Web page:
Historically, many legends of both the dwarves and the elves speak of both races as having originally been mono-gendered, although it varies which is said to be which; the dwarf beard is so archetypal that early elven ambassadors were said to be surprised that female dwarves existed, whereas elven physiognomy is so nearly androgynous that the first dwarf emissaries may have had trouble telling the difference, and assumed them all female simply to satisfy themselves as to the source of any disturbing feelings of affinity toward them. Then again, many of these ancestral tales originate with human storytellers, so they may simply be projections of that race's long-standing tendency toward biased gender politics. But those who are most interested in learning the truth of such matters would likely do well to talk to the gnomes; dwarven records of course share a dwarf-centric bias and the same is true on the elf side, so gnomes who identified no more strongly with one race than with the other are most likely to have reported the matter objectively. It is perhaps telling, then, that the early gnome myths often focused strongly on the masculine prowess of elven warriors, and the traditionally feminine caregiving qualities of the dwarves. Whether these tales are meant to reveal the truth, or are an intentionally paradoxical exagerration of the truth's opposite, remains unclear to non-gnomes, and the gnomes of course prefer to keep it that way.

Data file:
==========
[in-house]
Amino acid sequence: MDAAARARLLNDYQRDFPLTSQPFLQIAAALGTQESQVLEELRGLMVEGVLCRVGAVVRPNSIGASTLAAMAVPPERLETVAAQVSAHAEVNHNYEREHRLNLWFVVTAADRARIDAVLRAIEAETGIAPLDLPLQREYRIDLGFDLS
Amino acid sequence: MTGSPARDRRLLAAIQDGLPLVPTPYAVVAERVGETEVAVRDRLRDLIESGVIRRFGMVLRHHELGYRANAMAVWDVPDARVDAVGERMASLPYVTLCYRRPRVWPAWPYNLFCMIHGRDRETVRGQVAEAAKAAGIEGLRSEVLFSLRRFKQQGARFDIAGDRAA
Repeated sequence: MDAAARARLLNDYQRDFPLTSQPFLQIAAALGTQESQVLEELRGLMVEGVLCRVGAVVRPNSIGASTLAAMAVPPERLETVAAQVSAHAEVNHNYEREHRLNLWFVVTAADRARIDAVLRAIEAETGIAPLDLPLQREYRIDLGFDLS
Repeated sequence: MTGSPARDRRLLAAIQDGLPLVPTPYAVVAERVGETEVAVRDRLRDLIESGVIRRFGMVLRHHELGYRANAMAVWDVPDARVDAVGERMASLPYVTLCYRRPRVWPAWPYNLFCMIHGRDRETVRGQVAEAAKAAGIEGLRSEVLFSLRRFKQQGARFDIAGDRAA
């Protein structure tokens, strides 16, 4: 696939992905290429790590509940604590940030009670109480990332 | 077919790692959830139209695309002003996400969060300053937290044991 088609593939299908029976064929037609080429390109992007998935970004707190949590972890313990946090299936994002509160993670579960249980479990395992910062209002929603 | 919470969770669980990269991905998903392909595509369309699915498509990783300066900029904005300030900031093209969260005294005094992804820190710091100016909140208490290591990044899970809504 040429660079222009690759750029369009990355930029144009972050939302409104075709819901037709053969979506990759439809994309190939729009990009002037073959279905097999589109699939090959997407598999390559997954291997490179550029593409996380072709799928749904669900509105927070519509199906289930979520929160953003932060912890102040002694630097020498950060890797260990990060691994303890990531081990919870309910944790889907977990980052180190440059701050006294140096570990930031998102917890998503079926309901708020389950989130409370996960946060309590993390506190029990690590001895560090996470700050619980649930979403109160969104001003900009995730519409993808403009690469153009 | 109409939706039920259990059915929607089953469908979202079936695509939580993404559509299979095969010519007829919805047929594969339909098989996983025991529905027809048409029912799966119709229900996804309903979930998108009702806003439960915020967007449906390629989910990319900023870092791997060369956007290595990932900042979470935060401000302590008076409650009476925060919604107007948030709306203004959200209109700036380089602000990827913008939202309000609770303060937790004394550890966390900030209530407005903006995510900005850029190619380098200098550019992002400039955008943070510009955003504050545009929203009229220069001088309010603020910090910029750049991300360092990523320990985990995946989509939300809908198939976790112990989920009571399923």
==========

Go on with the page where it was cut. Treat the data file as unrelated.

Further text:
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HALFLINGS (or Hobbits as they are frequently called)

Post by willpell » Tue Nov 03, 2015 1:40 am

It is difficult to define exactly how the halflings differ from humanity, except in the obvious distinction of size. Several proponents of the ill-respected science of anatomy (which is largely though of as an unnecessary and ghoulish practice, but which a significant number of experts uphold as a necessary method of treating injuries and illness when magic is unavailable) claim that the human body could not function if reduced to halfling size, and eagerly wish for examples of the small race to study; the halflings have shown little inclination to assist them.